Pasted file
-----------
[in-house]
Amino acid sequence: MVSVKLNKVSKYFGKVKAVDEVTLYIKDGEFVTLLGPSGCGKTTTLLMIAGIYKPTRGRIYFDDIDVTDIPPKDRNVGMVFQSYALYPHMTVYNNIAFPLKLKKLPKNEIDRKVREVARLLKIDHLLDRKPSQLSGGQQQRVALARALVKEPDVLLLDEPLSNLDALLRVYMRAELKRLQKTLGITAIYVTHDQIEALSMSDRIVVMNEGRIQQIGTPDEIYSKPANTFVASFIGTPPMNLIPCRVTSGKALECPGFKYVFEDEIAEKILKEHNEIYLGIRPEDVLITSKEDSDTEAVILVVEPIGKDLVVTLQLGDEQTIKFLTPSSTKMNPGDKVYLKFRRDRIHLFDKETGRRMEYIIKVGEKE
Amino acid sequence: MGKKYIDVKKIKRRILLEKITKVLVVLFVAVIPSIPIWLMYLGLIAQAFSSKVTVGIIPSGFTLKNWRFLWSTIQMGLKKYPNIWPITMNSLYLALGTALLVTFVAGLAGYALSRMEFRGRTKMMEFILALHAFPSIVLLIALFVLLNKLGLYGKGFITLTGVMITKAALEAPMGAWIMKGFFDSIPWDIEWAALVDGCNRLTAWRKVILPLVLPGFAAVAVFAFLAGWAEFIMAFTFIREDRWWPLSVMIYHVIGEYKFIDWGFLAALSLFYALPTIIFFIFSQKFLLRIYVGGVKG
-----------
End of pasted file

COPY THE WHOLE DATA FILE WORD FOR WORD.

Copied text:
[in-house]
Amino acid sequence: MVSVKLNKVSKYFGKVKAVDEVTLYIKDGEFVTLLGPSGCGKTTTLLMIAGIYKPTRGRIYFDDIDVTDIPPKDRNVGMVFQSYALYPHMTVYNNIAFPLKLKKLPKNEIDRKVREVARLLKIDHLLDRKPSQLSGGQQQRVALARALVKEPDVLLLDEPLSNLDALLRVYMRAELKRLQKTLGITAIYVTHDQIEALSMSDRIVVMNEGRIQQIGTPDEIYSKPANTFVASFIGTPPMNLIPCRVTSGKALECPGFKYVFEDEIAEKILKEHNEIYLGIRPEDVLITSKEDSDTEAVILVVEPIGKDLVVTLQLGDEQTIKFLTPSSTKMNPGDKVYLKFRRDRIHLFDKETGRRMEYIIKVGEKE
Amino acid sequence: MGKKYIDVKKIKRRILLEKITKVLVVLFVAVIPSIPIWLMYLGLIAQAFSSKVTVGIIPSGFTLKNWRFLWSTIQMGLKKYPNIWPITMNSLYLALGTALLVTFVAGLAGYALSRMEFRGRTKMMEFILALHAFPSIVLLIALFVLLNKLGLYGKGFITLTGVMITKAALEAPMGAWIMKGFFDSIPWDIEWAALVDGCNRLTAWRKVILPLVLPGFAAVAVFAFLAGWAEFIMAFTFIREDRWWPLSVMIYHVIGEYKFIDWGFLAALSLFYALPTIIFFIFSQKFLLRIYVGGVKG